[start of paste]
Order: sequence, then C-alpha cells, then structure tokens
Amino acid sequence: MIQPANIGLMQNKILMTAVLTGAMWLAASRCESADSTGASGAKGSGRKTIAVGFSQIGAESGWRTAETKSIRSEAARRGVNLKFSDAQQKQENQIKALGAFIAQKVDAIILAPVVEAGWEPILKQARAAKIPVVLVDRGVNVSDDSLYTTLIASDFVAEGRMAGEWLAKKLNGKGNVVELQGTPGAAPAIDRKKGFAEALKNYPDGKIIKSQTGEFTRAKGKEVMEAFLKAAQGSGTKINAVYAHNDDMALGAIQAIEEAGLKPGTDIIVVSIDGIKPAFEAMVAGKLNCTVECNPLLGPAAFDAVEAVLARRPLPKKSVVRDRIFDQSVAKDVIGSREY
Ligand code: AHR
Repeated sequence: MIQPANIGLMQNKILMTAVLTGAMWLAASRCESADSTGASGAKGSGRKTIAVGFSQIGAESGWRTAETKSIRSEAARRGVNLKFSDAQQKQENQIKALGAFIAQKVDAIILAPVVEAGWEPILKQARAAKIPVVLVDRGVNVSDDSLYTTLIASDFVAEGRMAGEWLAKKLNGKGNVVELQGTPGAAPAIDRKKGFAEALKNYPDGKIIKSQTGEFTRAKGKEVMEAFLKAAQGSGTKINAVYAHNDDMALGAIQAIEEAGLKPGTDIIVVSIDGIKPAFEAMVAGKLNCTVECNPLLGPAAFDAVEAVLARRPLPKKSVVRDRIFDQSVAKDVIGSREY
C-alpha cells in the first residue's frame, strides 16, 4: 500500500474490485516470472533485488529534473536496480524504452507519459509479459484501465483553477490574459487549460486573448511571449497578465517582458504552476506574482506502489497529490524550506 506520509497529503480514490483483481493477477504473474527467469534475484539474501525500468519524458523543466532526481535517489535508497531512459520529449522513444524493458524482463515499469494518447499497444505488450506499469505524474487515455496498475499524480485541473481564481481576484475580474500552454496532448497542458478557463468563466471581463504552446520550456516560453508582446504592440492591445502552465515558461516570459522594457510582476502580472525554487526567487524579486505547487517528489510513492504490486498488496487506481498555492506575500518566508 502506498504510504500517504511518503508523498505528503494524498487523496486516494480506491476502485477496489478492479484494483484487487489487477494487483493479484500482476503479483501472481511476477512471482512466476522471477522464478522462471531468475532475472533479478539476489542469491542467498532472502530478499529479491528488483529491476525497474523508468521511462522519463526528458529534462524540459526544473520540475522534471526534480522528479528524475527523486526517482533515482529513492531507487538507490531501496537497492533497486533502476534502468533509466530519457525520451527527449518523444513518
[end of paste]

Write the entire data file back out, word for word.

Order: sequence, then C-alpha cells, then structure tokens
Amino acid sequence: MIQPANIGLMQNKILMTAVLTGAMWLAASRCESADSTGASGAKGSGRKTIAVGFSQIGAESGWRTAETKSIRSEAARRGVNLKFSDAQQKQENQIKALGAFIAQKVDAIILAPVVEAGWEPILKQARAAKIPVVLVDRGVNVSDDSLYTTLIASDFVAEGRMAGEWLAKKLNGKGNVVELQGTPGAAPAIDRKKGFAEALKNYPDGKIIKSQTGEFTRAKGKEVMEAFLKAAQGSGTKINAVYAHNDDMALGAIQAIEEAGLKPGTDIIVVSIDGIKPAFEAMVAGKLNCTVECNPLLGPAAFDAVEAVLARRPLPKKSVVRDRIFDQSVAKDVIGSREY
Ligand code: AHR
Repeated sequence: MIQPANIGLMQNKILMTAVLTGAMWLAASRCESADSTGASGAKGSGRKTIAVGFSQIGAESGWRTAETKSIRSEAARRGVNLKFSDAQQKQENQIKALGAFIAQKVDAIILAPVVEAGWEPILKQARAAKIPVVLVDRGVNVSDDSLYTTLIASDFVAEGRMAGEWLAKKLNGKGNVVELQGTPGAAPAIDRKKGFAEALKNYPDGKIIKSQTGEFTRAKGKEVMEAFLKAAQGSGTKINAVYAHNDDMALGAIQAIEEAGLKPGTDIIVVSIDGIKPAFEAMVAGKLNCTVECNPLLGPAAFDAVEAVLARRPLPKKSVVRDRIFDQSVAKDVIGSREY
C-alpha cells in the first residue's frame, strides 16, 4: 500500500474490485516470472533485488529534473536496480524504452507519459509479459484501465483553477490574459487549460486573448511571449497578465517582458504552476506574482506502489497529490524550506 506520509497529503480514490483483481493477477504473474527467469534475484539474501525500468519524458523543466532526481535517489535508497531512459520529449522513444524493458524482463515499469494518447499497444505488450506499469505524474487515455496498475499524480485541473481564481481576484475580474500552454496532448497542458478557463468563466471581463504552446520550456516560453508582446504592440492591445502552465515558461516570459522594457510582476502580472525554487526567487524579486505547487517528489510513492504490486498488496487506481498555492506575500518566508 502506498504510504500517504511518503508523498505528503494524498487523496486516494480506491476502485477496489478492479484494483484487487489487477494487483493479484500482476503479483501472481511476477512471482512466476522471477522464478522462471531468475532475472533479478539476489542469491542467498532472502530478499529479491528488483529491476525497474523508468521511462522519463526528458529534462524540459526544473520540475522534471526534480522528479528524475527523486526517482533515482529513492531507487538507490531501496537497492533497486533502476534502468533509466530519457525520451527527449518523444513518